Yes, a very self serving argument. I do not think people have children because they think they owe it to the race. Most of them are obeying a biological imperative. Furthermore, it is their genes that are being propogated, not mine. Why should I pay for that!

  6. “As Jo said over on Liberal Conspiracy, though, the economy does actually need people to have children…”

    Not necessarily. The economy needs people of working age.

    What if we completely stopped incentivizing people to have children, and at the same time dramatically eased curbs on immigration?

  7. “those who have children, whether male or femlae, should be those who bear the economic costs of having children.”

    So we agree that when you’re a wrinkled, sick, old, wreck, and broke, you won’t ask my kids for any tax funded benefits. Good.

    Tim adds: “when you’re a wrinkled, sick, old, wreck, and broke,”….you’ll note that I indeed did not ask them yesterday….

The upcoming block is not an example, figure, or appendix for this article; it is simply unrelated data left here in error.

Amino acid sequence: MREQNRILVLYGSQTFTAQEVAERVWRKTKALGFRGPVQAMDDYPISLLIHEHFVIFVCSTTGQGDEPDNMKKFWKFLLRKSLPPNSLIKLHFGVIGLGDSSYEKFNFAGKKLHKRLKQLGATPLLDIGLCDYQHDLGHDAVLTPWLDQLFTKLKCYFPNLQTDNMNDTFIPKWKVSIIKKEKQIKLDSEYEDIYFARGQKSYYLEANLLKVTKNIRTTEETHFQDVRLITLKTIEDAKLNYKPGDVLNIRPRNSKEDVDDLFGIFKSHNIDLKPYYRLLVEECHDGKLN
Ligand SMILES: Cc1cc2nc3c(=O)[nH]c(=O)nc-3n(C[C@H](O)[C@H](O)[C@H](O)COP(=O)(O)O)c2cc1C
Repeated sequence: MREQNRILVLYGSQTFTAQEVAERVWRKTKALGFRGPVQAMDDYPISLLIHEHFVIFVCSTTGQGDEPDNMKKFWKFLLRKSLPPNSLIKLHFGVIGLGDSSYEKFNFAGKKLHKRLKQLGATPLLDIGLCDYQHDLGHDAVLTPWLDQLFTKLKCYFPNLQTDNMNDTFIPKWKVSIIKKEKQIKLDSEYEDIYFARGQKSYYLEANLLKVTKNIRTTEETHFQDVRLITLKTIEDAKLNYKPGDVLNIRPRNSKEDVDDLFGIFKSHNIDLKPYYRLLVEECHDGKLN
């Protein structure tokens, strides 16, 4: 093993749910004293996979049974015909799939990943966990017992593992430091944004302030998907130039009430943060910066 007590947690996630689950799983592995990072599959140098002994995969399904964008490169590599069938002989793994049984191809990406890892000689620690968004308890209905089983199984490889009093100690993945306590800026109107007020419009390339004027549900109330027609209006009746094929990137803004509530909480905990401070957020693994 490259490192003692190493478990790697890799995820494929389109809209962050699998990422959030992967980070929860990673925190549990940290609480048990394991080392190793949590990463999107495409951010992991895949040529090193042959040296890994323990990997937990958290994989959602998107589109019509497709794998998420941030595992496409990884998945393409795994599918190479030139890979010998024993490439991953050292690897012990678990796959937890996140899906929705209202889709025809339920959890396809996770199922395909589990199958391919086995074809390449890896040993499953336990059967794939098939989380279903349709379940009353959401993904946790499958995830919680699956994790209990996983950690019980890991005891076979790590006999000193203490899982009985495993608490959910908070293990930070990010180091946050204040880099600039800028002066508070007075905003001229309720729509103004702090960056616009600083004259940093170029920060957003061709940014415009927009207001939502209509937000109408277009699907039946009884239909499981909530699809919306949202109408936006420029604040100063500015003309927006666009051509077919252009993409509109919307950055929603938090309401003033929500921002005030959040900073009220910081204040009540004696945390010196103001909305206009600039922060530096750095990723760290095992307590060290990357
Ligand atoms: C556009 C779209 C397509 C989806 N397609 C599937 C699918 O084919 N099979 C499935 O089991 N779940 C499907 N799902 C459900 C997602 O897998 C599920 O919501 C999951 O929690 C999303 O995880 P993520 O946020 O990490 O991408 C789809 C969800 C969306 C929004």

8. “So we agree that when you’re a wrinkled, sick, old, wreck, and broke, you won’t ask my kids for any tax funded benefits. Good.”

    If you don’t ask me to subsidise your family I won’t ask your family to pay back the money when I’m old. How about that for a deal?

  9. “If you don’t ask me to subsidise your family I won’t ask your family to pay back the money when I’m old. How about that for a deal?”

    Problem is, the deal is already written the other way. All of our “Social Benefits” are underfunded and my kids are going to be stuck with the bill. The very roads we drive on are being paid for with promissory notes from my kids.

    So, Tim and Cuthhyra, you may not want money from my kids, but you are right this very instant taking it.

    How to change this?

    On the other hand, maybe my kids can stick their own kids with the bills. Hmmm, maybe this has merit. Permanent inter – generational jihad. Might give the lazy little buggers some incentive.